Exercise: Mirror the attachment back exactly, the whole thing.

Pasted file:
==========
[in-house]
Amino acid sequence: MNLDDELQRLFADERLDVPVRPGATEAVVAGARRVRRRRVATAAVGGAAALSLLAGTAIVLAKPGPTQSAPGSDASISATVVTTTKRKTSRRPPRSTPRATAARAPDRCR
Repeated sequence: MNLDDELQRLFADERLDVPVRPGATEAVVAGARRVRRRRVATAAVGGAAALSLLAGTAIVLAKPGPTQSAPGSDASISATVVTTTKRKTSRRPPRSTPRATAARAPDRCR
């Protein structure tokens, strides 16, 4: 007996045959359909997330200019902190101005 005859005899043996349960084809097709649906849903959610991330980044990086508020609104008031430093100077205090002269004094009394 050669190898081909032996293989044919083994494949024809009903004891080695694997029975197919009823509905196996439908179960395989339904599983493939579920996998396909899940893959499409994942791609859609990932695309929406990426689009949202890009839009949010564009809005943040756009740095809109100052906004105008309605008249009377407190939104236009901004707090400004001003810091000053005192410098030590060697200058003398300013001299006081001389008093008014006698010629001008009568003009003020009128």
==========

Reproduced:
[in-house]
Amino acid sequence: MNLDDELQRLFADERLDVPVRPGATEAVVAGARRVRRRRVATAAVGGAAALSLLAGTAIVLAKPGPTQSAPGSDASISATVVTTTKRKTSRRPPRSTPRATAARAPDRCR
Repeated sequence: MNLDDELQRLFADERLDVPVRPGATEAVVAGARRVRRRRVATAAVGGAAALSLLAGTAIVLAKPGPTQSAPGSDASISATVVTTTKRKTSRRPPRSTPRATAARAPDRCR
């Protein structure tokens, strides 16, 4: 007996045959359909997330200019902190101005 005859005899043996349960084809097709649906849903959610991330980044990086508020609104008031430093100077205090002269004094009394 050669190898081909032996293989044919083994494949024809009903004891080695694997029975197919009823509905196996439908179960395989339904599983493939579920996998396909899940893959499409994942791609859609990932695309929406990426689009949202890009839009949010564009809005943040756009740095809109100052906004105008309605008249009377407190939104236009901004707090400004001003810091000053005192410098030590060697200058003398300013001299006081001389008093008014006698010629001008009568003009003020009128």